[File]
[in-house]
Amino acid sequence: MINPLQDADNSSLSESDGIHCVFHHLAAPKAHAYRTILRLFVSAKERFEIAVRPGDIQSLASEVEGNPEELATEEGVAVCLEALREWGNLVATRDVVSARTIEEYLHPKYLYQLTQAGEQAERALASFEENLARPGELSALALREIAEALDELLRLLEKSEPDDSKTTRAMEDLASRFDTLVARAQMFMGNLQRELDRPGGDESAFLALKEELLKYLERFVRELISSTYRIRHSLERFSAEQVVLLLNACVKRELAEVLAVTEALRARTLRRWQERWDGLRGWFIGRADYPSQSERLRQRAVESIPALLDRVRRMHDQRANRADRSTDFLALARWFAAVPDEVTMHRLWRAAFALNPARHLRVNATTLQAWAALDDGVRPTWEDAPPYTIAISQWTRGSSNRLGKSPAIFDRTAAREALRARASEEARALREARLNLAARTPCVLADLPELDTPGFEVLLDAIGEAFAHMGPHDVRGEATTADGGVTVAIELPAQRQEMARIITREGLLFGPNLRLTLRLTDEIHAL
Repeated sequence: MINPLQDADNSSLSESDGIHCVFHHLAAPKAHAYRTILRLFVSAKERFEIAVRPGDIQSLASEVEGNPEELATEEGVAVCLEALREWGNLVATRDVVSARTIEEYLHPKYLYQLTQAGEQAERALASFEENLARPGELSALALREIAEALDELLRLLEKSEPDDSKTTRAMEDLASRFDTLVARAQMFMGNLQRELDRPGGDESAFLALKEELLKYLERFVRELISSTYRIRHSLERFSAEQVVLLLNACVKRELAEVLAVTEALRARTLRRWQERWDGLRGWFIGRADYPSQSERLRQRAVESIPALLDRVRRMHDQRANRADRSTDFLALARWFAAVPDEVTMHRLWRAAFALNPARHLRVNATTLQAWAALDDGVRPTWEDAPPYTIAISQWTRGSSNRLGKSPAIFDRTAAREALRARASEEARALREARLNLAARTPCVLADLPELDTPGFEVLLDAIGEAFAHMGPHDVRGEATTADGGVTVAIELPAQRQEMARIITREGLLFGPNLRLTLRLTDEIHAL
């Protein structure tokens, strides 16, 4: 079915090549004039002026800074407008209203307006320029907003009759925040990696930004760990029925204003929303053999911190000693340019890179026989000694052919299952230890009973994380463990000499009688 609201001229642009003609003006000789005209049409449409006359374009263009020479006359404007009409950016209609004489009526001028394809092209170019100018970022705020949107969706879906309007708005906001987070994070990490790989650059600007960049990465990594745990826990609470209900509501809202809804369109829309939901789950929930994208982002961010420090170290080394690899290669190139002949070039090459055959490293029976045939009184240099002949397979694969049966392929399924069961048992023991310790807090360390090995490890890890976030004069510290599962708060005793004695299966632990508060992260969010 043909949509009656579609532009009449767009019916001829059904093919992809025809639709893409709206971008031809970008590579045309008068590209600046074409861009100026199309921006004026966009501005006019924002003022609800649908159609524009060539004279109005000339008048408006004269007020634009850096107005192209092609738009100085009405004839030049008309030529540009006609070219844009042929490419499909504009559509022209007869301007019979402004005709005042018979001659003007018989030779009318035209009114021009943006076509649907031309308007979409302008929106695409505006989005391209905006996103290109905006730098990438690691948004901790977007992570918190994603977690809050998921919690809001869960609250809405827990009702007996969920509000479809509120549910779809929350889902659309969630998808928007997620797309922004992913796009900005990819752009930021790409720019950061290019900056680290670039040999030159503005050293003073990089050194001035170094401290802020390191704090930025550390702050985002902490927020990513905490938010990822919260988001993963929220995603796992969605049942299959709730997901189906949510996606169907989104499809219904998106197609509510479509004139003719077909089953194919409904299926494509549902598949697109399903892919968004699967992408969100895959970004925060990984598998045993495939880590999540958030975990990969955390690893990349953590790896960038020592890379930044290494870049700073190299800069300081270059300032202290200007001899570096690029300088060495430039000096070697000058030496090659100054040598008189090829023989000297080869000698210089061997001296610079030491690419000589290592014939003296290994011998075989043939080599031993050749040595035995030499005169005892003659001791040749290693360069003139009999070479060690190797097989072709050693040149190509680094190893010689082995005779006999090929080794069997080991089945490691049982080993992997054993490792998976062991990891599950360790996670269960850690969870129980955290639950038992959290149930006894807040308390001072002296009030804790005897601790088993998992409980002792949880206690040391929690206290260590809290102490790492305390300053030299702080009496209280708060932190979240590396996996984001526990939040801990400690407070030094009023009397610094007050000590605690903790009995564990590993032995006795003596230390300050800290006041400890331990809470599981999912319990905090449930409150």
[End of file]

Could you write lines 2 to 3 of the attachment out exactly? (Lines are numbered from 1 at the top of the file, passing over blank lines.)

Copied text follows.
Amino acid sequence: MINPLQDADNSSLSESDGIHCVFHHLAAPKAHAYRTILRLFVSAKERFEIAVRPGDIQSLASEVEGNPEELATEEGVAVCLEALREWGNLVATRDVVSARTIEEYLHPKYLYQLTQAGEQAERALASFEENLARPGELSALALREIAEALDELLRLLEKSEPDDSKTTRAMEDLASRFDTLVARAQMFMGNLQRELDRPGGDESAFLALKEELLKYLERFVRELISSTYRIRHSLERFSAEQVVLLLNACVKRELAEVLAVTEALRARTLRRWQERWDGLRGWFIGRADYPSQSERLRQRAVESIPALLDRVRRMHDQRANRADRSTDFLALARWFAAVPDEVTMHRLWRAAFALNPARHLRVNATTLQAWAALDDGVRPTWEDAPPYTIAISQWTRGSSNRLGKSPAIFDRTAAREALRARASEEARALREARLNLAARTPCVLADLPELDTPGFEVLLDAIGEAFAHMGPHDVRGEATTADGGVTVAIELPAQRQEMARIITREGLLFGPNLRLTLRLTDEIHAL
Repeated sequence: MINPLQDADNSSLSESDGIHCVFHHLAAPKAHAYRTILRLFVSAKERFEIAVRPGDIQSLASEVEGNPEELATEEGVAVCLEALREWGNLVATRDVVSARTIEEYLHPKYLYQLTQAGEQAERALASFEENLARPGELSALALREIAEALDELLRLLEKSEPDDSKTTRAMEDLASRFDTLVARAQMFMGNLQRELDRPGGDESAFLALKEELLKYLERFVRELISSTYRIRHSLERFSAEQVVLLLNACVKRELAEVLAVTEALRARTLRRWQERWDGLRGWFIGRADYPSQSERLRQRAVESIPALLDRVRRMHDQRANRADRSTDFLALARWFAAVPDEVTMHRLWRAAFALNPARHLRVNATTLQAWAALDDGVRPTWEDAPPYTIAISQWTRGSSNRLGKSPAIFDRTAAREALRARASEEARALREARLNLAARTPCVLADLPELDTPGFEVLLDAIGEAFAHMGPHDVRGEATTADGGVTVAIELPAQRQEMARIITREGLLFGPNLRLTLRLTDEIHAL